“Horses are intuitive and expressive.” Ms. Vinck explains. “When someone looks into the eyes of a horse they see themselves reflected back. This is what we call a ‘mirroring’; an instant rapport, a bonding. It opens people up, and brings barriers down, and sometimes the outcomes, the successful breakthroughs are sheer magic.”
From Finland with Love. Nina Eckholm Fry, MS.Sc.
Although it has been around for a good fifteen years, Equine Assisted Psychotherapy is perceived by many as something fairly new in the United States. However; this therapy has been utilized, and widely recognized, in Europe for decades. Nina Eckholm Fry, born and raised around horses in rural Finland is a warm, friendly, eloquent young woman who found a way to merge her interest in psychology with her love of horses. A devoted equine therapist, Nina was recruited by Prescott College in Arizona to develop and lead one of the few Equine Assisted Psychotherapy graduate and post-graduate level counseling programs in the United States.
An outspoken proponent of Equine Assisted Psychotherapy, Nina’s approach is as unique and creative as this Finnish therapist and educator herself. Ms. Eckholm Fry took time out of her busy schedule to share her interest in, and knowledge of, the therapeutic use of horses in the treatment of trauma.
“In working with individuals who have experienced trauma, who have a high ACE score, trust and control are significant issues. Equine Assisted therapy expands the therapeutic environment. Suddenly the client is taken out of the usual confines of an office. When we bring a horse ‘into the picture’ we have more treatment options; we are outdoors, we interact with the physical world, we utilize the body in an active rather than passive manner, it opens up an array of treatment possibilities.”
As a former Red Cross Crisis Response Team member in Finland, Nina Eckholm Fry has witnessed severe trauma in children and adults and is highly sensitive to its effects on the body, as well as the mind. In agreement with the ACE research that illustrates a direct correlation between traumatic experiences in childhood and the propensity to develop significant health issues in adulthood, Nina often cites the neurological trails cut deep into the human psyche by the devastating experience of emotional and / or physical trauma.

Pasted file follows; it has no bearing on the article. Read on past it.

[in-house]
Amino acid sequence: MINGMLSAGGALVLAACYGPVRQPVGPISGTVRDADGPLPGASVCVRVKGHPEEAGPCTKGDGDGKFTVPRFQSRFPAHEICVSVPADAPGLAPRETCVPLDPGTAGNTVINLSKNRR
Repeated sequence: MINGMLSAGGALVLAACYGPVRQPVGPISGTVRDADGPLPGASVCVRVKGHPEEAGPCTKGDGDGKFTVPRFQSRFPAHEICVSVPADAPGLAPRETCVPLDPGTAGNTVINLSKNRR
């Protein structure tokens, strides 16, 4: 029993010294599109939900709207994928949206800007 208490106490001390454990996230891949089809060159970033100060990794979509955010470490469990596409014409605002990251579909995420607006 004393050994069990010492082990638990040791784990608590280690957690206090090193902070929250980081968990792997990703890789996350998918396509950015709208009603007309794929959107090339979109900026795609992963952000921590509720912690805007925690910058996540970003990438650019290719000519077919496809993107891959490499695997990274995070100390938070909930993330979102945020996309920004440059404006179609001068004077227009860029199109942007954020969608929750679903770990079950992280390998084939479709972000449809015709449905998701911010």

“Trauma causes a disruption in the way a memory is encoded neurologically. It creates a kind of a ‘time warp’, an endless loop where whatever happened plays out mentally over and over again, forcing the person to relive the event as if it is happening in the present. It is a painful, vicious cycle that must be interrupted, and reinterpreted in order for the individual to fully recover.”
But, how exactly do horses play into that process of healing?
“Many of my students say; ‘Oh, this does not feel like I am doing therapy’, Ms. Fry laughs, ‘but I assure them that they are! No one ever said that therapy had to be done in an office with the client sitting here and the therapist sitting there, the client asking the question, the therapist having all the answers. No. It is not the therapist sits over here, client over there, client has the problem and the therapist has the answer.
Nina likes to refer to Equine Assisted Psychotherapy as a joint venture, and is excited about the therapeutic possibilities when the client and the therapist move beyond the confines of a traditional office setting and participate together in activities that ‘level the playing field’, that erase the unspoken, but often vaguely perceived hierarchy between the therapist and the client.
“When we are out in the field with the horse we are interacting relationally, we are doing things together; we can brush the horse together, groom it, and feed it. All of this heightens and enhances the therapeutic alliance, the connection to and the relationship between the therapist and the client. No matter what type of therapy is done, that rapport, that alliance is the bedrock, and an absolutely essential aspect of, effective psychotherapy.”
In returning to the topic of how horses fit into therapy, and why they are especially significant in the treatment of trauma, Nina Ekholm Fry, former first responder for the European Red Cross has this to say:
“When we do trauma work there has to be a sense of safety; in the body, in the setting before we can move ahead to revisiting, rather than reliving, traumatic events. And that’s the goal. When someone can remember a terrible occurrence without re-experiencing it, when it can be recalled as something unpleasant that occurred in the past, not something that is repeatedly happening in the present, then the narratives shifts and that terrible memory becomes a neutral part of the person’s life experiences. It is the difference between being trapped in a time warp of a nightmare’s endless loop and pure liberation. That is the goal: to be able to revisit a memory, without reliving it.
Nina thinks back to a case in Finland in which a colleague, also an equine therapist, treated a four year old girl.